Ethan Cahill, another Rittenhouse member who has some odd (for 1954) habits and also happens to be Lucy’s grandfather, after getting a clear demonstration of the ability of the Lifeboat, agrees to aid our intrepid time travelers as best he can – working as a mole, leading another kind of double life inside Rittenhouse, for as many long years as he can stand, gathering all information on them to aid our trio and ultimately Mason Industries. And while all this is roundaboutly successful in the end, all except for perhaps poor Jiya, the show finale ends with dawning horror of insurgency rampant again, as Lucy learns she hasn’t gone down the rabbit hole nearly far enough.

I know, sadly, that NBC still hasn’t decided on whether or not to have a Season Two of Timeless and that seems to me to be why the Season One finale ended up with both a wrapup and a cliffhanger. Personally, I loved me some Timeless and sincerely hope our heroes and heroines return for some all new wacky time travel adventures!

Travel back through the wormhole for all Timeless Season One episodes at NBC.com!

San Diego Film Week presents ‘A Life Lived’: For Love or Money?

Posted in comedy, drama, Movies, Romance with tags , , , , , , , , , , , , , , , , , , , , , , , on February 21, 2017 by aliciamovie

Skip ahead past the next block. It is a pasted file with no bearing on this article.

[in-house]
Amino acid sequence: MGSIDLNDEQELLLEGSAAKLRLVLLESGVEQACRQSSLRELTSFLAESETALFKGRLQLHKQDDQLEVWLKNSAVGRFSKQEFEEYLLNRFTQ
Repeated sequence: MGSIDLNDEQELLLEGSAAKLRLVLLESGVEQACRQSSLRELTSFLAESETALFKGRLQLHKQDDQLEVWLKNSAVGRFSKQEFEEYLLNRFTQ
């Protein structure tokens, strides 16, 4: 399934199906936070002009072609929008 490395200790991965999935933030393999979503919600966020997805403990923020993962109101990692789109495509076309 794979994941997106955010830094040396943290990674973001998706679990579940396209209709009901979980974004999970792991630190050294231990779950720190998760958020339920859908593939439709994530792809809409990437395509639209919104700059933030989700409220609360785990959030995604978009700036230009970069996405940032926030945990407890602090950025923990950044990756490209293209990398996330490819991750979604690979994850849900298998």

Reviewed by Alicia Glass

Director: Riley Wood

Studio: Not A Camel Productions

Review Rating: 8 out of 10

The journey of a single dollar bill and the lives it affects, inadvertently and directly, along the way.

We as collective humans have more in common with each-other than most of us ever realize, or are willing to admit in some nasty cases. We all covet and desire, love and hate and all kinds of emotions betwixt and between, torn between responsibility and the need to just say, “Screw it all!” Our actions, and occasionally the very lack of acting, ripple-affects those in our lives, and sometimes even outside or our sphere of awareness, in ways we can’t possibly begin to fathom, but are endlessly fascinating to ruminate upon. And it is this circular unknowing that A Life Lived dives into, presenting the journey of a dollar bill with a heart on it for our perusal.